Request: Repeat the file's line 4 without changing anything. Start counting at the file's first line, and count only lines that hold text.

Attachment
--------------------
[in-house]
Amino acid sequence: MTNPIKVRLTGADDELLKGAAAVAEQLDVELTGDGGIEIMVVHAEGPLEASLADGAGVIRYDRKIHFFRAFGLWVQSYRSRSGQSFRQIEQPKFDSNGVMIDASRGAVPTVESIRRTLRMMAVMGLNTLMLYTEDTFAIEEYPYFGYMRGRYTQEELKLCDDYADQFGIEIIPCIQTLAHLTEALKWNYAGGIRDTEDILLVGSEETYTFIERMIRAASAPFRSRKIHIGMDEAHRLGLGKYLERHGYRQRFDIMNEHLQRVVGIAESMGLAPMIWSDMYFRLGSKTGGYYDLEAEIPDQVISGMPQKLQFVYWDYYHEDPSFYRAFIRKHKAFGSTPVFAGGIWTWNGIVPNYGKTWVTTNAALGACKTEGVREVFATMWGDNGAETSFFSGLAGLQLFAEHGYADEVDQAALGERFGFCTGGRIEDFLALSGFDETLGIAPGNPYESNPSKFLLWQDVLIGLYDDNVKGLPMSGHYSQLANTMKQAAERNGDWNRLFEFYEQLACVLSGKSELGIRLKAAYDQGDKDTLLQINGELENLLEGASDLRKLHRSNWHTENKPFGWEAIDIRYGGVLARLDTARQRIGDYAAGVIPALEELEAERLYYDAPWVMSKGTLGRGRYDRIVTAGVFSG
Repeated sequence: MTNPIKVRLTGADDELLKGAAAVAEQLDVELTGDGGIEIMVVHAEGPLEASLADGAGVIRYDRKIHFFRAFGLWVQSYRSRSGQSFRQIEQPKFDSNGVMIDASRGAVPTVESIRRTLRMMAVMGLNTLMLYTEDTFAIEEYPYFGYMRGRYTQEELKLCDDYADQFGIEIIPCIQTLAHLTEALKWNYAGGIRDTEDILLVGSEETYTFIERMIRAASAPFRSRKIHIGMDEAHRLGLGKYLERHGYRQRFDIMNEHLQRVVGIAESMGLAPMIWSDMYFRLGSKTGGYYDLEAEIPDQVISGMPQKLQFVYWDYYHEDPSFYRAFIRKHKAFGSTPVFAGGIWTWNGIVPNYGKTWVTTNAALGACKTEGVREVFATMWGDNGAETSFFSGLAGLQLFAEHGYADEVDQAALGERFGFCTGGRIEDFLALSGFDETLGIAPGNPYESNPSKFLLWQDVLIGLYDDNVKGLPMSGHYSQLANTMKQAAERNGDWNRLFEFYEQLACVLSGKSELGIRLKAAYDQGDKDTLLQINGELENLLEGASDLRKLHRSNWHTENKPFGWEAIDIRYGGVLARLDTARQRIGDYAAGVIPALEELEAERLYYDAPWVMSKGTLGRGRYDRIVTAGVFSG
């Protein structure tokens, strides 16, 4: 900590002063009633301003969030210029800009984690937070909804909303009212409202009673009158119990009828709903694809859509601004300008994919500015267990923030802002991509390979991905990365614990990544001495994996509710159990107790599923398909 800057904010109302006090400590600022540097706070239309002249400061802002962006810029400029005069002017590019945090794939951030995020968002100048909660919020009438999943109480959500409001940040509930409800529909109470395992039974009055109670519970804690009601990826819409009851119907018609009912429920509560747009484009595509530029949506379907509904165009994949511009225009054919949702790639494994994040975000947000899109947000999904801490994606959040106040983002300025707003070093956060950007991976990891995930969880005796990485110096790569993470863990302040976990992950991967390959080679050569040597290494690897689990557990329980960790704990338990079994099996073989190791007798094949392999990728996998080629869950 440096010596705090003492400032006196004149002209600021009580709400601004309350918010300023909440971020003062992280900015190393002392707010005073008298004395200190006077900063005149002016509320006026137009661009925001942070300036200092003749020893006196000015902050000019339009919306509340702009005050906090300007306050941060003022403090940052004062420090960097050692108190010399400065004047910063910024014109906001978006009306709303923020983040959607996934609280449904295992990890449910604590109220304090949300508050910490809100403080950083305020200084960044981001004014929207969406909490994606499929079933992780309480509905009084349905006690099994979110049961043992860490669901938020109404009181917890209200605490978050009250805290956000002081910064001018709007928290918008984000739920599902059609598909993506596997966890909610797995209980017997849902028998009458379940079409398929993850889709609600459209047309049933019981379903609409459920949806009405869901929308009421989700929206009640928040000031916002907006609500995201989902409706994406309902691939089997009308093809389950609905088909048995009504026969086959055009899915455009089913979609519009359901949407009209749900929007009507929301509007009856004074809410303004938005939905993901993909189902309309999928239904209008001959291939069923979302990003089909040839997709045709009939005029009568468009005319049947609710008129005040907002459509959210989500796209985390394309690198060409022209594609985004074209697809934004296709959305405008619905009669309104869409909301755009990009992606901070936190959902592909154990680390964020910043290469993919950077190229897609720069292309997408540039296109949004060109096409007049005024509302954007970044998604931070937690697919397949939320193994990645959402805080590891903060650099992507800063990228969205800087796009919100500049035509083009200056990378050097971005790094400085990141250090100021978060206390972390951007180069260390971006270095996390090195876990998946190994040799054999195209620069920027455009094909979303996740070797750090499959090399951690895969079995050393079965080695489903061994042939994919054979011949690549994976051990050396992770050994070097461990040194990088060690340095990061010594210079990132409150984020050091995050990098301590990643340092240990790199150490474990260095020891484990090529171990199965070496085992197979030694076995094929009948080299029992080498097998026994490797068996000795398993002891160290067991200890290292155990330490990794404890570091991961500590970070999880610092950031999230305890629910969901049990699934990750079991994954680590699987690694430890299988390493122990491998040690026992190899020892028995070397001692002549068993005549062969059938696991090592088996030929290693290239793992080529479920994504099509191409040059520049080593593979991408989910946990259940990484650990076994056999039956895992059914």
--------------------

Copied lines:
């Protein structure tokens, strides 16, 4: 900590002063009633301003969030210029800009984690937070909804909303009212409202009673009158119990009828709903694809859509601004300008994919500015267990923030802002991509390979991905990365614990990544001495994996509710159990107790599923398909 800057904010109302006090400590600022540097706070239309002249400061802002962006810029400029005069002017590019945090794939951030995020968002100048909660919020009438999943109480959500409001940040509930409800529909109470395992039974009055109670519970804690009601990826819409009851119907018609009912429920509560747009484009595509530029949506379907509904165009994949511009225009054919949702790639494994994040975000947000899109947000999904801490994606959040106040983002300025707003070093956060950007991976990891995930969880005796990485110096790569993470863990302040976990992950991967390959080679050569040597290494690897689990557990329980960790704990338990079994099996073989190791007798094949392999990728996998080629869950 440096010596705090003492400032006196004149002209600021009580709400601004309350918010300023909440971020003062992280900015190393002392707010005073008298004395200190006077900063005149002016509320006026137009661009925001942070300036200092003749020893006196000015902050000019339009919306509340702009005050906090300007306050941060003022403090940052004062420090960097050692108190010399400065004047910063910024014109906001978006009306709303923020983040959607996934609280449904295992990890449910604590109220304090949300508050910490809100403080950083305020200084960044981001004014929207969406909490994606499929079933992780309480509905009084349905006690099994979110049961043992860490669901938020109404009181917890209200605490978050009250805290956000002081910064001018709007928290918008984000739920599902059609598909993506596997966890909610797995209980017997849902028998009458379940079409398929993850889709609600459209047309049933019981379903609409459920949806009405869901929308009421989700929206009640928040000031916002907006609500995201989902409706994406309902691939089997009308093809389950609905088909048995009504026969086959055009899915455009089913979609519009359901949407009209749900929007009507929301509007009856004074809410303004938005939905993901993909189902309309999928239904209008001959291939069923979302990003089909040839997709045709009939005029009568468009005319049947609710008129005040907002459509959210989500796209985390394309690198060409022209594609985004074209697809934004296709959305405008619905009669309104869409909301755009990009992606901070936190959902592909154990680390964020910043290469993919950077190229897609720069292309997408540039296109949004060109096409007049005024509302954007970044998604931070937690697919397949939320193994990645959402805080590891903060650099992507800063990228969205800087796009919100500049035509083009200056990378050097971005790094400085990141250090100021978060206390972390951007180069260390971006270095996390090195876990998946190994040799054999195209620069920027455009094909979303996740070797750090499959090399951690895969079995050393079965080695489903061994042939994919054979011949690549994976051990050396992770050994070097461990040194990088060690340095990061010594210079990132409150984020050091995050990098301590990643340092240990790199150490474990260095020891484990090529171990199965070496085992197979030694076995094929009948080299029992080498097998026994490797068996000795398993002891160290067991200890290292155990330490990794404890570091991961500590970070999880610092950031999230305890629910969901049990699934990750079991994954680590699987690694430890299988390493122990491998040690026992190899020892028995070397001692002549068993005549062969059938696991090592088996030929290693290239793992080529479920994504099509191409040059520049080593593979991408989910946990259940990484650990076994056999039956895992059914």